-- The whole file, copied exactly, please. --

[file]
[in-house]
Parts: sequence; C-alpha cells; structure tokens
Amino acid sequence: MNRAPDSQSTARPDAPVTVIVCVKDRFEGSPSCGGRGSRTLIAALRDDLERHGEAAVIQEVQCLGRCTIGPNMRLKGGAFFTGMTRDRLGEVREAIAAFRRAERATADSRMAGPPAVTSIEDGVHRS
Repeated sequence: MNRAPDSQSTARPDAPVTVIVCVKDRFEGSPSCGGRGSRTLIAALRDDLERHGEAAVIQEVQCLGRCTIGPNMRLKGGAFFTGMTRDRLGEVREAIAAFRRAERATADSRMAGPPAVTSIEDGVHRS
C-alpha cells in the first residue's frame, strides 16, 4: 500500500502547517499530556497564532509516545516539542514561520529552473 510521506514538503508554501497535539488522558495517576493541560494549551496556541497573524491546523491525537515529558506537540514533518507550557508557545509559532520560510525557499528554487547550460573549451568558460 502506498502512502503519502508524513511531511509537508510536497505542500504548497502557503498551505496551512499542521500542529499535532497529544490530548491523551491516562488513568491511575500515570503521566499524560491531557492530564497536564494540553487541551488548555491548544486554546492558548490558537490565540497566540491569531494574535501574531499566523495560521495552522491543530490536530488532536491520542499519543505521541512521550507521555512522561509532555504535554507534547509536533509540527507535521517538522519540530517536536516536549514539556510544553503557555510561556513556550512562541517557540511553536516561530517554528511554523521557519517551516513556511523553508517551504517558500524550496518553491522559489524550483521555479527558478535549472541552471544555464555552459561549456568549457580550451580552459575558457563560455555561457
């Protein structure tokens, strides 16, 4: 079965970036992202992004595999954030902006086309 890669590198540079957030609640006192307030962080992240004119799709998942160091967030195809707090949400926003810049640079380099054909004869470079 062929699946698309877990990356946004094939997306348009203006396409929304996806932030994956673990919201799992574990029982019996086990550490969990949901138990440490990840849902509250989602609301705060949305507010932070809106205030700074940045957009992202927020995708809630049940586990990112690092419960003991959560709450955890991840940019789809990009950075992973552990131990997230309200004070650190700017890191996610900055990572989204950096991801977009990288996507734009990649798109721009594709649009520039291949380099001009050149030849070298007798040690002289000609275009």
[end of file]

[in-house]
Parts: sequence; C-alpha cells; structure tokens
Amino acid sequence: MNRAPDSQSTARPDAPVTVIVCVKDRFEGSPSCGGRGSRTLIAALRDDLERHGEAAVIQEVQCLGRCTIGPNMRLKGGAFFTGMTRDRLGEVREAIAAFRRAERATADSRMAGPPAVTSIEDGVHRS
Repeated sequence: MNRAPDSQSTARPDAPVTVIVCVKDRFEGSPSCGGRGSRTLIAALRDDLERHGEAAVIQEVQCLGRCTIGPNMRLKGGAFFTGMTRDRLGEVREAIAAFRRAERATADSRMAGPPAVTSIEDGVHRS
C-alpha cells in the first residue's frame, strides 16, 4: 500500500502547517499530556497564532509516545516539542514561520529552473 510521506514538503508554501497535539488522558495517576493541560494549551496556541497573524491546523491525537515529558506537540514533518507550557508557545509559532520560510525557499528554487547550460573549451568558460 502506498502512502503519502508524513511531511509537508510536497505542500504548497502557503498551505496551512499542521500542529499535532497529544490530548491523551491516562488513568491511575500515570503521566499524560491531557492530564497536564494540553487541551488548555491548544486554546492558548490558537490565540497566540491569531494574535501574531499566523495560521495552522491543530490536530488532536491520542499519543505521541512521550507521555512522561509532555504535554507534547509536533509540527507535521517538522519540530517536536516536549514539556510544553503557555510561556513556550512562541517557540511553536516561530517554528511554523521557519517551516513556511523553508517551504517558500524550496518553491522559489524550483521555479527558478535549472541552471544555464555552459561549456568549457580550451580552459575558457563560455555561457
């Protein structure tokens, strides 16, 4: 079965970036992202992004595999954030902006086309 890669590198540079957030609640006192307030962080992240004119799709998942160091967030195809707090949400926003810049640079380099054909004869470079 062929699946698309877990990356946004094939997306348009203006396409929304996806932030994956673990919201799992574990029982019996086990550490969990949901138990440490990840849902509250989602609301705060949305507010932070809106205030700074940045957009992202927020995708809630049940586990990112690092419960003991959560709450955890991840940019789809990009950075992973552990131990997230309200004070650190700017890191996610900055990572989204950096991801977009990288996507734009990649798109721009594709649009520039291949380099001009050149030849070298007798040690002289000609275009």